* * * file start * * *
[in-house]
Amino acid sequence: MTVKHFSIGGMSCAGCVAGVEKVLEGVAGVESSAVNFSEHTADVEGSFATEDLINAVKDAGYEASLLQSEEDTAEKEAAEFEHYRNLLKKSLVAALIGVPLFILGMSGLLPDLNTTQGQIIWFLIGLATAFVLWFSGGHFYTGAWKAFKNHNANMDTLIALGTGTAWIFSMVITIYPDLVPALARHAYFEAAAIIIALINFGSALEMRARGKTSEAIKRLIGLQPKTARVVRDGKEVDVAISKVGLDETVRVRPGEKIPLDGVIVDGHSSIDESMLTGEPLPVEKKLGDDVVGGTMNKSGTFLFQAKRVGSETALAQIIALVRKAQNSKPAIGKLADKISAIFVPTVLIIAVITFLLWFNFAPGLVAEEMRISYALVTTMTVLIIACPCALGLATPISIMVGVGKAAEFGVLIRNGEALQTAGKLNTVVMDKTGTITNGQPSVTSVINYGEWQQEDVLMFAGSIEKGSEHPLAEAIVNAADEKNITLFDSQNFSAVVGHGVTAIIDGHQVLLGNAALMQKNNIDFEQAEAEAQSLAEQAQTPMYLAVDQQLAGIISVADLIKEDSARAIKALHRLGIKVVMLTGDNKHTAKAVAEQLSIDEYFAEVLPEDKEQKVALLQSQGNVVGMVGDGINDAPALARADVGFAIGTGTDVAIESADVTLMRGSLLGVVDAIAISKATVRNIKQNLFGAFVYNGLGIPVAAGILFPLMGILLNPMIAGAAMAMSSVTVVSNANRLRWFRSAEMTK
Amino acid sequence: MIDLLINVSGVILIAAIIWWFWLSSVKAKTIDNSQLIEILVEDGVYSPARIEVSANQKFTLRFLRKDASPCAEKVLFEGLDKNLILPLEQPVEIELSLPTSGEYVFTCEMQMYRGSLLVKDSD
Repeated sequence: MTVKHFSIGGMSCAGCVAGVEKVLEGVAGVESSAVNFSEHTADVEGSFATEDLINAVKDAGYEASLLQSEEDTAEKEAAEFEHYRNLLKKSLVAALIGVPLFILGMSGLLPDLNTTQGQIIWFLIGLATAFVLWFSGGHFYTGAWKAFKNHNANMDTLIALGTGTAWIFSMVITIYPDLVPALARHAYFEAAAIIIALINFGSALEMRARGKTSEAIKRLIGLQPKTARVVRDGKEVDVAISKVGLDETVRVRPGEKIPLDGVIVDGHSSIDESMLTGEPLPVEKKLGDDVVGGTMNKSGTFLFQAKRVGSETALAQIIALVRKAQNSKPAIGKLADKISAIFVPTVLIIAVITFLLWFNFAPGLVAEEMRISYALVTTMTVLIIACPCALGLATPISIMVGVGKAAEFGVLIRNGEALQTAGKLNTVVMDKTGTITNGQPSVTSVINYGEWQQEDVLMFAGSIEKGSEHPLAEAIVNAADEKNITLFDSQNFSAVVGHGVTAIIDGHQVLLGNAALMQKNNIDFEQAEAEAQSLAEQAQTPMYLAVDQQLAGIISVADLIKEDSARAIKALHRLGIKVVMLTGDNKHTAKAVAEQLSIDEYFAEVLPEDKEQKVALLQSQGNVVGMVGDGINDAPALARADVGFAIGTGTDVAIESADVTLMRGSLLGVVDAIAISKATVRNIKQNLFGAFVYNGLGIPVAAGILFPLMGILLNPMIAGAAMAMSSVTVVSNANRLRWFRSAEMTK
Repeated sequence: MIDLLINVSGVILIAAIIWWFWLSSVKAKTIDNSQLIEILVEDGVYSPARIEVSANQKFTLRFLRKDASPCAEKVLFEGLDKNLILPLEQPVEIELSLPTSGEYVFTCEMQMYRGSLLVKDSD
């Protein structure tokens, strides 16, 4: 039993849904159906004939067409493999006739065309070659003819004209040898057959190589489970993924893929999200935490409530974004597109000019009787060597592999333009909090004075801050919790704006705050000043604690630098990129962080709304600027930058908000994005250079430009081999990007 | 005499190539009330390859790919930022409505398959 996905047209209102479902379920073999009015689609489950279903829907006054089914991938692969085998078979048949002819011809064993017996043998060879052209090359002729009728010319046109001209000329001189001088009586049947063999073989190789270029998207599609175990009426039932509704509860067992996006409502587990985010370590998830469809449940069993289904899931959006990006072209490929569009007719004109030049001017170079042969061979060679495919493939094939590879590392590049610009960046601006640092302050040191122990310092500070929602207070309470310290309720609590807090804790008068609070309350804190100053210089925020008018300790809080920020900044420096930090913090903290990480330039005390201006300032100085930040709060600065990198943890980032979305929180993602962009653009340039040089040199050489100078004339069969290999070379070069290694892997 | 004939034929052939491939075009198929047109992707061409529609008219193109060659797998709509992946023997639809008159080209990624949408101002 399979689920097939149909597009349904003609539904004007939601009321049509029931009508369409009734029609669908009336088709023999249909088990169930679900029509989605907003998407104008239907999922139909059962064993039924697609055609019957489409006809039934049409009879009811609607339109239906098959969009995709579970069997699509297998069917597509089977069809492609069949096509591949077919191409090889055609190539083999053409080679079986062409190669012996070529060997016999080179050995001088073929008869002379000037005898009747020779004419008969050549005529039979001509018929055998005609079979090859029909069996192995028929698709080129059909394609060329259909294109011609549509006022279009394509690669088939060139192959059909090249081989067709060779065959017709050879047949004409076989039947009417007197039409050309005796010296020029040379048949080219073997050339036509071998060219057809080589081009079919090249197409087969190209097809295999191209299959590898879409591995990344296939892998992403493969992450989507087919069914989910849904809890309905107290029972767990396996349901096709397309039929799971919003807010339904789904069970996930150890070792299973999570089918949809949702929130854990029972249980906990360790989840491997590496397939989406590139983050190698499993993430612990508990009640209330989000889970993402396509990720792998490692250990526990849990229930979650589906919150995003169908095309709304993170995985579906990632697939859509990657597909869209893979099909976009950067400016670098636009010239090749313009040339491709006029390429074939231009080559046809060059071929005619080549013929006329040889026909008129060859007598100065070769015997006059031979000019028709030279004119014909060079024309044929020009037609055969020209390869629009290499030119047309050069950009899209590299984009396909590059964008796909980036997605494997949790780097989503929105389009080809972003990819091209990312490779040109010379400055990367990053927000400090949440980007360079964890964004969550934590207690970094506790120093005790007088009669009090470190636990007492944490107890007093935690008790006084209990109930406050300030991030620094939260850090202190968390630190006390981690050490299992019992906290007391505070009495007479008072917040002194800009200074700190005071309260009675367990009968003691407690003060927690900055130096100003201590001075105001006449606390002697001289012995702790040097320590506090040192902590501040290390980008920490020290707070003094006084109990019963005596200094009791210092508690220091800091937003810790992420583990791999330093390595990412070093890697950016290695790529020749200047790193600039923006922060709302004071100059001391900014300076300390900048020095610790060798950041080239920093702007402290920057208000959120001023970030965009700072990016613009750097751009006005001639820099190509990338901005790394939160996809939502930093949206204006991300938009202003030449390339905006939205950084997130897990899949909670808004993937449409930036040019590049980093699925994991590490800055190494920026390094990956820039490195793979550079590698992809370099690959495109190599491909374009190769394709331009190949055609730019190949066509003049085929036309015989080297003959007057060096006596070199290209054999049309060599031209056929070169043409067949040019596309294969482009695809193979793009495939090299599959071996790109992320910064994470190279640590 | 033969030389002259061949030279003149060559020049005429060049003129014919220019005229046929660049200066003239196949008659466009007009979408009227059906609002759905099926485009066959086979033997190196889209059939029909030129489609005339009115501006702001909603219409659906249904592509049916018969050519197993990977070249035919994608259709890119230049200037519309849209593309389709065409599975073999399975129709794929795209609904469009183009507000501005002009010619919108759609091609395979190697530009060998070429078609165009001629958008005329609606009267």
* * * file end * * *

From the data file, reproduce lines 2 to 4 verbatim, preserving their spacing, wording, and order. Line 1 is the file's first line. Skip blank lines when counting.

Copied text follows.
Amino acid sequence: MTVKHFSIGGMSCAGCVAGVEKVLEGVAGVESSAVNFSEHTADVEGSFATEDLINAVKDAGYEASLLQSEEDTAEKEAAEFEHYRNLLKKSLVAALIGVPLFILGMSGLLPDLNTTQGQIIWFLIGLATAFVLWFSGGHFYTGAWKAFKNHNANMDTLIALGTGTAWIFSMVITIYPDLVPALARHAYFEAAAIIIALINFGSALEMRARGKTSEAIKRLIGLQPKTARVVRDGKEVDVAISKVGLDETVRVRPGEKIPLDGVIVDGHSSIDESMLTGEPLPVEKKLGDDVVGGTMNKSGTFLFQAKRVGSETALAQIIALVRKAQNSKPAIGKLADKISAIFVPTVLIIAVITFLLWFNFAPGLVAEEMRISYALVTTMTVLIIACPCALGLATPISIMVGVGKAAEFGVLIRNGEALQTAGKLNTVVMDKTGTITNGQPSVTSVINYGEWQQEDVLMFAGSIEKGSEHPLAEAIVNAADEKNITLFDSQNFSAVVGHGVTAIIDGHQVLLGNAALMQKNNIDFEQAEAEAQSLAEQAQTPMYLAVDQQLAGIISVADLIKEDSARAIKALHRLGIKVVMLTGDNKHTAKAVAEQLSIDEYFAEVLPEDKEQKVALLQSQGNVVGMVGDGINDAPALARADVGFAIGTGTDVAIESADVTLMRGSLLGVVDAIAISKATVRNIKQNLFGAFVYNGLGIPVAAGILFPLMGILLNPMIAGAAMAMSSVTVVSNANRLRWFRSAEMTK
Amino acid sequence: MIDLLINVSGVILIAAIIWWFWLSSVKAKTIDNSQLIEILVEDGVYSPARIEVSANQKFTLRFLRKDASPCAEKVLFEGLDKNLILPLEQPVEIELSLPTSGEYVFTCEMQMYRGSLLVKDSD
Repeated sequence: MTVKHFSIGGMSCAGCVAGVEKVLEGVAGVESSAVNFSEHTADVEGSFATEDLINAVKDAGYEASLLQSEEDTAEKEAAEFEHYRNLLKKSLVAALIGVPLFILGMSGLLPDLNTTQGQIIWFLIGLATAFVLWFSGGHFYTGAWKAFKNHNANMDTLIALGTGTAWIFSMVITIYPDLVPALARHAYFEAAAIIIALINFGSALEMRARGKTSEAIKRLIGLQPKTARVVRDGKEVDVAISKVGLDETVRVRPGEKIPLDGVIVDGHSSIDESMLTGEPLPVEKKLGDDVVGGTMNKSGTFLFQAKRVGSETALAQIIALVRKAQNSKPAIGKLADKISAIFVPTVLIIAVITFLLWFNFAPGLVAEEMRISYALVTTMTVLIIACPCALGLATPISIMVGVGKAAEFGVLIRNGEALQTAGKLNTVVMDKTGTITNGQPSVTSVINYGEWQQEDVLMFAGSIEKGSEHPLAEAIVNAADEKNITLFDSQNFSAVVGHGVTAIIDGHQVLLGNAALMQKNNIDFEQAEAEAQSLAEQAQTPMYLAVDQQLAGIISVADLIKEDSARAIKALHRLGIKVVMLTGDNKHTAKAVAEQLSIDEYFAEVLPEDKEQKVALLQSQGNVVGMVGDGINDAPALARADVGFAIGTGTDVAIESADVTLMRGSLLGVVDAIAISKATVRNIKQNLFGAFVYNGLGIPVAAGILFPLMGILLNPMIAGAAMAMSSVTVVSNANRLRWFRSAEMTK